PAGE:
Employee Engagement, Employee Wellbeing | Article

Imposter Syndrome and How to Replace it with Confidence

People have been suffering from imposter syndrome for many years. It’s time to take employees from feeling uncertain to feeling confident.

The Problem of Imposter Syndrome

Imposter syndrome. The term has been around since 1978, however it remains very prevalent today. It’s the fear that you’re going to be exposed as a fraud. It’s the feeling that you are not equipped to handle your job or a new responsibility.

While feeling uncertain isn’t fun, it’s certainly natural. And it’s pretty much inevitable that each of us will feel out of our depth at some point in our careers. It’s a normal (and necessary) step in learning and growing. Yet, it often leads to this feeling of imposter syndrome.

As a leader, you can play a part in helping your employees feel confident and ready to tackle every work day.

What You Can Do

1. Foster belongingness

When employees feel like they belong, self-doubt begins to dissipate. Create a space in which employees feel like they can speak their mind and be accepted. This will encourage people to be honest about when they are feeling in over their heads. To foster belongingness, engage employees daily both in person and digitally with a recognition platform. Those day-to-day touch points strengthen connections and boost morale.

2. Normalize failure

Feeling like an imposter often leads to the fear that failure will lead to punishment or being fired. Employees then become risk averse. Being innovative and taking risks may sometimes lead to failure, but it’s also how we grow and succeed. Let your employees know that failure is okay and should be embraced from time to time. As a leader, talk about your own failures to help normalize it.

3. Provide mentors

According to a KPMG survey, people were better able to combat imposter syndrome by meeting with mentors and seeking advice from trusted individuals. Mentors can talk to mentees about their role and capabilities. With a close understanding of their work, they can reassure them that they are on the right track and give guidance when needed.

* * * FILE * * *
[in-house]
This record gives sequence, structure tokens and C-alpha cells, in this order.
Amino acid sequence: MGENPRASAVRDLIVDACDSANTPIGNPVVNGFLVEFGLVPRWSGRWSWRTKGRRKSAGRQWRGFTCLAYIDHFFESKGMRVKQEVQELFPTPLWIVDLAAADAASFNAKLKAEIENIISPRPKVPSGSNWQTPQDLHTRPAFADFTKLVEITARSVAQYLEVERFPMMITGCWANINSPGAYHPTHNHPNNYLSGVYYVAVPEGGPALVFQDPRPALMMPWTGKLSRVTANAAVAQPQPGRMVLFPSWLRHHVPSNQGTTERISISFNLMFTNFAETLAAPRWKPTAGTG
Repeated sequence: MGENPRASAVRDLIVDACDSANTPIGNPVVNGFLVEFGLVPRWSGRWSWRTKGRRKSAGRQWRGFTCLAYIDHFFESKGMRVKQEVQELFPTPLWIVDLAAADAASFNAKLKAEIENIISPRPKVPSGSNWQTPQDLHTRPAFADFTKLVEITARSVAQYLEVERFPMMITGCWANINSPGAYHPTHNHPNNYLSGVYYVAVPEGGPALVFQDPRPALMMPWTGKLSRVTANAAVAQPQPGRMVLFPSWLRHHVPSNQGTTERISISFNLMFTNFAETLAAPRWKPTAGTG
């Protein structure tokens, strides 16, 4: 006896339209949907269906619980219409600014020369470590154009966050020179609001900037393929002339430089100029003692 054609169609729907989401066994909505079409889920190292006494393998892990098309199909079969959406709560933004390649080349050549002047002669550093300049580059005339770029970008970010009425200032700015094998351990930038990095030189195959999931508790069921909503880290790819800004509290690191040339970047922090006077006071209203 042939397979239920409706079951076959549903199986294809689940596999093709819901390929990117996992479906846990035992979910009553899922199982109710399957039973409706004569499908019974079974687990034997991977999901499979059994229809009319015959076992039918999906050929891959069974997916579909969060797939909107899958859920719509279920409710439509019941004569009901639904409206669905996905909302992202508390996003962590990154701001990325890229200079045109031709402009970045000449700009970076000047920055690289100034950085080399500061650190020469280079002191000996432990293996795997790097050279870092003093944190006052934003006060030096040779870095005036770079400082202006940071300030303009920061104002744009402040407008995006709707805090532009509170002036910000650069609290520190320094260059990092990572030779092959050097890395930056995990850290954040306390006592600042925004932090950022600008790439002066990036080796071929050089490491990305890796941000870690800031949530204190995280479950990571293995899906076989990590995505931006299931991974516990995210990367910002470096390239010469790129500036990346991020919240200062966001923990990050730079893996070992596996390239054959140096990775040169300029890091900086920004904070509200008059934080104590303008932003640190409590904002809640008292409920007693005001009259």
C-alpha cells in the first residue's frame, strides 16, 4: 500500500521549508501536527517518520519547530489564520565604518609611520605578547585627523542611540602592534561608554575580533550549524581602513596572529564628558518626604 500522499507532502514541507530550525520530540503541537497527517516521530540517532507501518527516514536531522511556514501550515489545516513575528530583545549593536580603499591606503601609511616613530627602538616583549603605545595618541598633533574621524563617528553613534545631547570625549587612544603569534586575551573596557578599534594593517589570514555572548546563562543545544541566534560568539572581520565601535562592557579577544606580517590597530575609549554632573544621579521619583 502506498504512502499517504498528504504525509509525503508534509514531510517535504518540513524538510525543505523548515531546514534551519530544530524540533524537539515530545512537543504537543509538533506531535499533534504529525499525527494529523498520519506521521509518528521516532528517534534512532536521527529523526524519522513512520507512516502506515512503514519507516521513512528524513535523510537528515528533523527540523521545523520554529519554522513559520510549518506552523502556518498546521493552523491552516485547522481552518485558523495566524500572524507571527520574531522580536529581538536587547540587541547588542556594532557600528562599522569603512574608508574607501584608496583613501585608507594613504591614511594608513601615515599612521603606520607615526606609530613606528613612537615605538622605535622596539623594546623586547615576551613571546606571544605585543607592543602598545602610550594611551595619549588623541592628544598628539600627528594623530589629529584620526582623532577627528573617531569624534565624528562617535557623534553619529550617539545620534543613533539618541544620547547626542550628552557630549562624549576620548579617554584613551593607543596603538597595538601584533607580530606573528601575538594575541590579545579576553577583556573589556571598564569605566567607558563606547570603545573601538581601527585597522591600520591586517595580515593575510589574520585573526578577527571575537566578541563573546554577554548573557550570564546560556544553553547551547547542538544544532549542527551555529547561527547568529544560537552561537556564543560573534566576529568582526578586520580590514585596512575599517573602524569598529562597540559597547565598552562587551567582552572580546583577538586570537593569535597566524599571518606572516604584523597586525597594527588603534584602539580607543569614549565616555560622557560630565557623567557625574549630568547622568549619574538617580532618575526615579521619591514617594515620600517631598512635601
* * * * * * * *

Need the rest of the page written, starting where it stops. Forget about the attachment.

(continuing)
4. Encourage collaboration

Collaborating is another great way to fight imposter syndrome. Working together as a team can boost confidence and creativity. It also fosters connections and when people feel more connected to one another, they are more likely to lend a helping hand. When people help each other out more frequently, employees won’t feel like they always have to handle things on their own or know it all. It’s especially important for leaders to collaborate with their teams to stay connected and uplift them along the way.

5. Prioritize D&I

There are certain barriers that minority groups will face in the workplace that others do not. BIPOC employees are also significantly impacted by imposter syndrome. Prioritize diversity and inclusion initiatives that will help you remove barriers. Highlight employee achievements and ensure you (and your fellow leaders) are being equitable in giving out recognition.

6. Provide training

Perhaps one of the most important tactics for squashing out imposter syndrome is training. When beginning a new role or gaining a new responsibility, adequate training will ensure employees feel ready to take it on. Having the proper training period eases them into it which allows time for imposter syndrome to disappear. Learning and practice lead to confidence and set people up for success.

As self-critical human beings, we hold ourselves to very high standards. We despise feeling uncertain and put a lot of pressure on ourselves to be perfect. The truth is that we don’t need to know everything all the time. Our careers will be full of change, learning, and development. Embrace the inevitable and help your employees do the same so they don’t feel like imposters!